“Mordecai!” Ruth scolded. “I know that Seth has his shortcomings, but stop talking about him as if he and the devil are the same person!”

“Feh!” Mordecai snorted and waved his hand. “I don’t see how the devil could be much worse! Kid thinks he’s got everybody fooled. Don’t see how nobody notices that pointy tail tucked in breeches and those horns peekin’ out of his $500 hairdo! In this case the devil wears Gucci instead of Prada.”

Before Ruth could scold him again, Esther laughed heartily. “Thanks, Papa, I need a laugh.”

“Esther, you are bathing in frankincense and lavender oils again,” Ruth remarked at the overpowering scent coming from her daughter. Ever since being clinically diagnosed with complex PTSD, OCD, and anthropophobia, Esther was too afraid to take psychotropic drugs and wanted natural alternatives instead which worked. After this morning’s events, she had a full-fledged PTSD attack and slathered herself in those oils.

Mordecai pulled out his glasses from his shirt pocket, slipped them on, and scanned the document for the judge’s name as everyone came inside the house and  sat down at the kitchen table. Ruth gathered the food for Esther to eat.

“Uh-huh. Judge Perkins. I shoulda known. He’s bought and sold by the Kelly family and crookeder than any sidewinder I’ve ever seen.”

Esther covered her face with her hands as Ruth set the pot roast, vegetables, water, and homemade bread for dessert on the table. She picked up the fork and started to eat. “What am I gonna do now? I just walked away from my job, I can’t go back to my apartment, and now they denied my restraining order. I know I can’t stay here forever. I don’t know what to do anymore.”

“You’re going to need to go off the grid for a while, baby. You’ll have to leave Austin.”

Her mother’s award winning pot roast and vegetables began to sit on her stomach like a rock while invisible hands began to twist knots in her guts. Her heart rate doubled and sweat popped out all over her body. She shook. The piece of meat she was chewing on doubled in size. She wasn’t sure if she was about to throw up or have diarrhea. Esther was having another attack. She wasn’t sure if it was her fear of people or her PTSD—or both.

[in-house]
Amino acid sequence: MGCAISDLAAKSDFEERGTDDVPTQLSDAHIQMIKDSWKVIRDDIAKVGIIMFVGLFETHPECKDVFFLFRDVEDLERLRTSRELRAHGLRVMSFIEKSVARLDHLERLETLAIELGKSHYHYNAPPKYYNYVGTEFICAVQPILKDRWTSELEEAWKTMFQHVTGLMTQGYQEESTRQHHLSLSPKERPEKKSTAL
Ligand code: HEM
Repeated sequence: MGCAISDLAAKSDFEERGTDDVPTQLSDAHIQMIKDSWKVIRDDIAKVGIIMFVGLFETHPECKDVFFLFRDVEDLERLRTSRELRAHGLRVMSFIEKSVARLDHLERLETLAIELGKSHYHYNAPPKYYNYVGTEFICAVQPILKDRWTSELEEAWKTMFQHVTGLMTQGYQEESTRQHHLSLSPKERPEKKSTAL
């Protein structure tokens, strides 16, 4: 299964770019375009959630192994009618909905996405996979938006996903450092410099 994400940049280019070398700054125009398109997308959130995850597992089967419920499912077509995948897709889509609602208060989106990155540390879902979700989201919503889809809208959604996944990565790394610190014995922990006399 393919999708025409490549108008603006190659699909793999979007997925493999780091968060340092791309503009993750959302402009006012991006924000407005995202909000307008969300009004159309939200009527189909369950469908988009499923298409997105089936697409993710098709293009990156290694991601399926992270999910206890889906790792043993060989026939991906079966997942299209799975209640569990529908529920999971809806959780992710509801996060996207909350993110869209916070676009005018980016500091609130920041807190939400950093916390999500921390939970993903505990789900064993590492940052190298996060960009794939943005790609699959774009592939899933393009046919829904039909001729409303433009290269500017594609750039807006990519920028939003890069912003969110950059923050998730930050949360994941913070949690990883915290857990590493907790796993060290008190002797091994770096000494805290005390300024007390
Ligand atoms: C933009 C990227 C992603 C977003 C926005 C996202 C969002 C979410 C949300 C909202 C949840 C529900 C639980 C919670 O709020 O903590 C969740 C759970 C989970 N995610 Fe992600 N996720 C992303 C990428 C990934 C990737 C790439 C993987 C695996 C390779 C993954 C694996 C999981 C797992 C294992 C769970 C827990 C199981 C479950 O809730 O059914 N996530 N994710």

Ruth rushed over her and massaged her back, and her father grabbed her hands.

“Do I have to go to Alaska and live in the bush? I don’t know if I can go to a place and be around people I don’t know. What if they hate me, too?” asked Esther. “Everybody in the city thinks Seth walks on water and I’m as deplorable as the woman the Pharisees caught in adultery and wanted to stone.”

Mordecai shook his head. “Every one of those hypocrites is throwing rocks at someone who’s innocent. They ain’t without sin and they all live in glass houses. No, I’m suggesting you go and stay with Deborah in Sweet Grove. She and Jeremiah are delighted to have you and will help you get back on your feet—. We already called them and told them you would be coming, but we aren’t sure when they should expect you. My old partner, Ezekiel Sawyer, lives in Sweet Grove.”

Deborah was her older sister. She met and married a successful bladesmith and blacksmith from Sweet Grove and moved away a couple years ago. They did have a nice house that was like paradise. That is, if Seth didn’t show up and screw it up.

She met Ezekiel a couple times when he and her father were still Texas Rangers. Her father talked about him all the time. They had become present-day legends and were involved in some high profile cases and busts over their careers. She also recalled that his wife had died about ten years ago and he had two sons—twins—about her age. She didn’t really know anything in particular about the wife or the sons.

“You’re not going back to your apartment, are you?” asked Ruth. “Do you need anything?”

“No, mom, I have my emergency kit in the trunk of my car. I have some travel sized shampoo and stuff in there and about three changes of clothes,” Esther replied as she visualized the duffle bag in her trunk. That had come in handy over the past few years and so it was about to again.

“We’ll go by your apartment and get the rest of your things later on,” said Ruth.

Esther nodded as she resumed eating. She needed nourishment since it was a two hour drive to Sweet Grove, and it had already been a terrible day.

When the food had settled a bit, Esther looked around. “Hey, where is Miriam?”

“She’s gone to a friend’s house,” Ruth said. Miriam was Esther’s teenage sister. She was quite a surprise when she came along later on in her and Deborah’s lives, Ruth was in her late 30’s when she became pregnant with Miriam.

Ruth nodded and continued to eat.